Entering into his 11th year in the sport, BTT Founder Mario Sperry has long been one of the shining lights during the early development of gimmicky NHB into the current evolution of legitimate MMA sport. Along his path he’s helped to create and sculpt one of the most dominant teams in the world, which consistently has turned out some of the most elite fighters around.

Yet for all his success as a trainer, it seems the MMA community has somehow lost sight of the fact that with a record of 12-3 he’s one of the best fighters around. Throughout his career in the ring, Sperry has owned the ground, mastering the early art of the takedown, ground ‘n pound, to set up his trademark Brazilian Jiu-Jitsu earlier than most, developing the style that would be built upon by the BTT’s second generation fighters.

Prior to his entrance into Pride FC in 2001, Sperry had only been stopped once in his previous fights, and then only by a doctor’s stoppage due to a cut. So impressed was Pride by Sperry’s skills that they wasted no time matching him up against one of their dominant fighters, Ukranian KO machine Igor Vovchanchyn at Pride 17.

Sperry did not disappoint, avoiding the heavy hands of Igor, managing to take the fight to the ground where Mario’s skills were far superior. At just under the three-minute mark, Sperry locked on an arm triangle, forcing Vovchanchyn to submit, giving Mario his first win in Pride.

Next Mario was matched up with youngster Murilo “Ninja” Rua of the hated rival Chute Boxe Academy at Pride 20. Unlike his bout against Vovchanchyn, Sperry had difficulty with the lean and quick Rua. In the end it was Ninja’s speed and striking prowess that would do in Mario as Rua would take a unanimous decision victory handing Sperry only the second loss of his career. Sperry would close out 2002 winning his next two fights and then would shift his focus towards preparing his protégé, Ricardo Arona for the upcoming Pride 2003 Middleweight GP.

Upon conclusion of the tournament, Sperry would be asked to return to the ring to take on Light-Heavyweight King of Pancrase Yuki Kondo in Kondo’s Pride debut at Shockwave 2003 on New Year’s Eve. After a wild exchange early in the fight, the two would end up on the ground where Kondo would gain the advantage, cutting open Sperry with knees and forcing the fight to be stopped early in the first round.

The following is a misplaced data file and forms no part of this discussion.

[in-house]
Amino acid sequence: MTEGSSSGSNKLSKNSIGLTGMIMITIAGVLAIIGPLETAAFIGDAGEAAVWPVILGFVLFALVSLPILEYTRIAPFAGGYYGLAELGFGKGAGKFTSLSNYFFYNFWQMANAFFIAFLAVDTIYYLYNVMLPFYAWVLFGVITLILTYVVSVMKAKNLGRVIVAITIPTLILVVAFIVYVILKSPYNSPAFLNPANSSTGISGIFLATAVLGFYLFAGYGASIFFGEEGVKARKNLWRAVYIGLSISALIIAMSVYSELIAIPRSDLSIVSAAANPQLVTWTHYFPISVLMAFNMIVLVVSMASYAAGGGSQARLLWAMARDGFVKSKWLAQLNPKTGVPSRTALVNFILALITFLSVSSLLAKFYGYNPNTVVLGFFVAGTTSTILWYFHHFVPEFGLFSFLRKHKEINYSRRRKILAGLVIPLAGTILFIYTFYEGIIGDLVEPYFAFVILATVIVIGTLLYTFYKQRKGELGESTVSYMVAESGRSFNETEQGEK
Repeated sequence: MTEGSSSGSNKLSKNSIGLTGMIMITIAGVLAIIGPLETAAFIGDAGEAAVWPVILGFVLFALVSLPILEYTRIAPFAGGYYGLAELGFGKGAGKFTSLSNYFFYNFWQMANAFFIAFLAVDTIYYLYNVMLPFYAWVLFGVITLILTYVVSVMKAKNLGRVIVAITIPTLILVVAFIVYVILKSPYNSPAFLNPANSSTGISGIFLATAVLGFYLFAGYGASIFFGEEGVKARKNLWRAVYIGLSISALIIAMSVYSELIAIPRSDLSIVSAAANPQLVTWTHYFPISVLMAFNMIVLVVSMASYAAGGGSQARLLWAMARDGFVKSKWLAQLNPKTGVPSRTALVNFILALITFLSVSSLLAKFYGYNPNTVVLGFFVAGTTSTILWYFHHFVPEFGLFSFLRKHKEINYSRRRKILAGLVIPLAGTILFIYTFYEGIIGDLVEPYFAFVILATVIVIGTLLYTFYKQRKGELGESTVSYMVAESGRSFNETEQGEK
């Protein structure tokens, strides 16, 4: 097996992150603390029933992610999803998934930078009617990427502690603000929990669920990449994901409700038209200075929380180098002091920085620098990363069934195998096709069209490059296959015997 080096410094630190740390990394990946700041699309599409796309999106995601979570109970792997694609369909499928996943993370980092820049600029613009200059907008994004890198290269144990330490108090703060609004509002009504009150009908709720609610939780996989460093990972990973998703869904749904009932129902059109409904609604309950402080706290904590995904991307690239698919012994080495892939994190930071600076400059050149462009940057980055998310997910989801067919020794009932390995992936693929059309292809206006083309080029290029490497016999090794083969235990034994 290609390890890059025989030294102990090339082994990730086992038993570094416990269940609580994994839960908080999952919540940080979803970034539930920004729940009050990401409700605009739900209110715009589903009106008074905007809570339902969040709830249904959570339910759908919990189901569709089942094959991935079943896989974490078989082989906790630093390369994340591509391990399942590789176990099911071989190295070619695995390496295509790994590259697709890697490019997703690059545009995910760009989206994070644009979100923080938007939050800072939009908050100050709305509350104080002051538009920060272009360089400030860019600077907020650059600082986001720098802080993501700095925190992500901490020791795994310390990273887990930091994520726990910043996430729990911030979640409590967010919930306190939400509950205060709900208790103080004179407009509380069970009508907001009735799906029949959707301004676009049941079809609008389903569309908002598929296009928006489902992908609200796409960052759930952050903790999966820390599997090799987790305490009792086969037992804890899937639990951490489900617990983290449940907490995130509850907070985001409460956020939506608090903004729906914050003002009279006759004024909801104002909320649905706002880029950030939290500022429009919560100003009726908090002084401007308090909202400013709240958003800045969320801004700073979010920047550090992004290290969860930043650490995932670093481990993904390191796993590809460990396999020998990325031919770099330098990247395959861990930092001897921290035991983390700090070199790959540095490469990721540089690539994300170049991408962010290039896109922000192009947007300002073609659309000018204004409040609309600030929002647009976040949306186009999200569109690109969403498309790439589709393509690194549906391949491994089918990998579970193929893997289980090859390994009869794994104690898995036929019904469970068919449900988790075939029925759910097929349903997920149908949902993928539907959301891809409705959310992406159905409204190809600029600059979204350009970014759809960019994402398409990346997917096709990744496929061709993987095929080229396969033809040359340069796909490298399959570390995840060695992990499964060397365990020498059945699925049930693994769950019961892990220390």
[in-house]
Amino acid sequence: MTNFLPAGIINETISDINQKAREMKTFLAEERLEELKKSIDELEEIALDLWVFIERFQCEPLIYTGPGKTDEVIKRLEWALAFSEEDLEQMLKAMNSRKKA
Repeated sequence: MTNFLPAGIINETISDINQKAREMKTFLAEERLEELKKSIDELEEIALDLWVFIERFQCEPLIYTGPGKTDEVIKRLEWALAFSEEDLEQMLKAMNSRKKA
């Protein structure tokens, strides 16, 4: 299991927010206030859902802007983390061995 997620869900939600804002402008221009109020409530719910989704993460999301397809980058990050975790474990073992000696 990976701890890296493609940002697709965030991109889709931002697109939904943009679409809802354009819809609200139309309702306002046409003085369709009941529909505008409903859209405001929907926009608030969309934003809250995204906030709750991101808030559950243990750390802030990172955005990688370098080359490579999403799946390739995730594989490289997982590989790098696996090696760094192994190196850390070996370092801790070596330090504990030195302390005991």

Mario would win his lone fights in 2004 and 2005 and returns for his fist fight in over a year as he faces off against another great fighter/teacher in Tsuyoshi Kosaka with a possible birth in the Open Weight GP hanging in the balance. This fight could easily be considered a pick-em. Both Kosaka and Sperry are in the twilight of their careers and both are looking to close out the end of their fighting careers with a bang.

Neither fighter is known for KO power, but both are skilled enough to know what they are doing standing and given the right circumstances are accurate enough to take advantage of an opening and possibly place the other fighter on the canvas. It is on the ground where this fight will most likely be decided and while TK is more than knowledgeable in the ground game, it is there that Sperry thrives and should have the advantage.

With a win, either fighter has a legitimate shot at the 16-man field of the Open Weight GP in May. A loss and it could be the door for TK or Sperry as neither have a long term deal currently with Pride. Either way this is a match-up where anything can happen and if both fighters live up to previous performances, could be the sleeper fight of the night. Both fighters are legends, both will have legacies that last beyond their fighting careers thanks to their efforts as teachers, and that is ultimately the measure of their worth, regardless of victory.